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Notional value vs. market value

The notional value represents an instrument’s theoretical value based on its T&C, while the market value reflects the actual price at which it can be traded.

Understanding the difference between notional value and market value is a critical concept for retail investors to grasp. These two values represent distinct aspects of financial instruments and can significantly impact investment decisions and portfolio performance.

Whether you’re a seasoned investor or new to the world of finance, this article will help you explore the difference between these important terms.

What is notional value?

Notional value is an important idea in finance. It is the set value used for calculations in financial deals. This value does not change, even if the actual market price changes.

For example, let’s say there is an interest rate swap deal with a notional value of 10 crore rupees. This means that 10 crore rupees is the amount used to work out the interest payments between the two parties. However, 10 crore rupees itself is not paid or exchanged. It is just the fixed number used for calculations.

Notional value and market price are not the same thing. Market price goes up and down based on supply, demand and other factors. But notional value stays the same throughout the deal, as agreed by both sides from the start. Notional value only matters for doing the math in the deal.

What is the market value?

Market value is the actual price that a financial product can be bought or sold for in the market at any given time. This value goes up and down based on various factors.

For example, let’s say a company issued bonds worth 50 lakh rupees last year. The market value of those bonds today may be different from 50 lakh rupees. It could be higher if the company is doing well and more investors want to buy the bonds. Or it could be lower if the company is struggling and investors want to sell the bonds.

The market value changes based on things like supply and demand, the company’s performance, economic conditions, and investor sentiment. Unlike the fixed notional value used for calculations, the market value fluctuates constantly as traders buy and sell the bonds on the market.

The differences at a glance

FeatureNotional ValueMarket Value
DefinitionTotal value of a position in a financial instrumentCurrent price of a security in the Indian stock market
FocusUnderlying value of the contractPrice determined by supply and demand on Indian stock exchanges
RelevancyMostly for derivatives (options, futures, swaps)Applies to all types of financial securities (stocks, bonds, derivatives) traded on Indian exchanges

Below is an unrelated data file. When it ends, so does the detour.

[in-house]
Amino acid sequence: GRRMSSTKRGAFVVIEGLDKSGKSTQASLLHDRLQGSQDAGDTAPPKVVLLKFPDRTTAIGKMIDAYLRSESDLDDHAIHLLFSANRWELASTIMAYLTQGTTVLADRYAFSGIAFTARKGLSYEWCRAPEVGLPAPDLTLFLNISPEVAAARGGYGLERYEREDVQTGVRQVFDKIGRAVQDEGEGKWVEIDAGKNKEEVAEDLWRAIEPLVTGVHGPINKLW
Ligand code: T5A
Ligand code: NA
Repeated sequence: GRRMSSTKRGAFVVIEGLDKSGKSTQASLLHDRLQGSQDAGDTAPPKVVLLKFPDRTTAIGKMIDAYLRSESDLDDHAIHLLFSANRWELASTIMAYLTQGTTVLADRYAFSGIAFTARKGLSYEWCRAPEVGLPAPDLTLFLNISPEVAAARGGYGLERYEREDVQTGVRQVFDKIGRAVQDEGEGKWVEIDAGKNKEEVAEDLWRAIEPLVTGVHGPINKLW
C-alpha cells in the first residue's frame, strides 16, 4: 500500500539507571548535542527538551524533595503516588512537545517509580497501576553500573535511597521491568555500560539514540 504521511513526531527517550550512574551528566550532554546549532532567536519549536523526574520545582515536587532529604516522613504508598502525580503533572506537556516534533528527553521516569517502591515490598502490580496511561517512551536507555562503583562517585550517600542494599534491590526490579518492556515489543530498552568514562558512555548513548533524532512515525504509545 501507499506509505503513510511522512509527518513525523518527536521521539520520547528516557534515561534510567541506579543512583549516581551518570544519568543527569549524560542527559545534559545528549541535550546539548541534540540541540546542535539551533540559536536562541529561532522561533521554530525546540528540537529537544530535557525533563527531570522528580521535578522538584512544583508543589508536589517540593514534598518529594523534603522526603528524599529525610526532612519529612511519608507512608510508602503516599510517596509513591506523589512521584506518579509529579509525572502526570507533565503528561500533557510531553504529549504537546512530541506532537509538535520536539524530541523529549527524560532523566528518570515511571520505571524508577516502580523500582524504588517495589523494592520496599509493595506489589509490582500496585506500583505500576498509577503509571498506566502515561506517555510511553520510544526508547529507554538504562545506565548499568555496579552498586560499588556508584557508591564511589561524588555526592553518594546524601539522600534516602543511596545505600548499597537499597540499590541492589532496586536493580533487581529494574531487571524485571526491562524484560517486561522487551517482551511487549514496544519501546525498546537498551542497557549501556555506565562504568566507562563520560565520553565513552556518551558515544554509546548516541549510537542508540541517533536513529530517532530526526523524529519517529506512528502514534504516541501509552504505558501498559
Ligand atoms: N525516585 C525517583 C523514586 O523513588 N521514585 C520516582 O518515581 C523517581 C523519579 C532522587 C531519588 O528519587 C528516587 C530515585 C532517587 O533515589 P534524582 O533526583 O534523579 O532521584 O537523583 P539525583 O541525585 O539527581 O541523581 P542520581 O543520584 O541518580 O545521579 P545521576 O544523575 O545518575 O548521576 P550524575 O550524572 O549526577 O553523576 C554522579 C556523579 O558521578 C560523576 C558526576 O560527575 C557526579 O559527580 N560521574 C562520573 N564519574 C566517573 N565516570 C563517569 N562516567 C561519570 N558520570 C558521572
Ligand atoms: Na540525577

Example (Stock)You buy 100 shares of Reliance Industries (RIL) at ₹1,500 per share. Notional value = ₹1,500 x 100 = ₹1,50,000The current market price of RIL is ₹1,600 per share.
Example (Derivative)A futures contract on Nifty 50 with a notional value of ₹5 croreThe market value of the contract fluctuates based on the Nifty 50 index. Today, it might be ₹20,000.
SignificanceIndicates the overall exposure or obligation of a contractReflects the current tradability and value perception of the security on Indian exchanges
Impact on InvestorHelps understand potential gains or losses based on contract size (in INR)Determines the actual cost of acquiring or selling the security on Indian exchanges (in INR)

Frequently Asked Questions

Is notional value the same as face value?

Yes, notional value is often considered the same as face value or par value, representing the predetermined theoretical value of a financial instrument.

Can notional value change over time?

No, notional value remains constant throughout the life of a contract or financial instrument, as it is predetermined by the agreed-upon terms and conditions.

How does market value impact my investment returns?

Market value directly affects your investment returns, as it represents the actual price at which you can buy or sell the instrument in the market. Higher market value means potential for higher returns when selling.

Should I focus more on notional value or market value when investing?

While notional value is important for understanding your exposure and contractual obligations, it is crucial to pay close attention to market value when making investment decisions, as it reflects the true worth of your holdings in the current market conditions.

Is notional value only relevant for derivative instruments?

No, the concept of notional value is applicable to various financial instruments, including bonds, loans, and other contracts where a predetermined value is used as a reference for calculations or payments.

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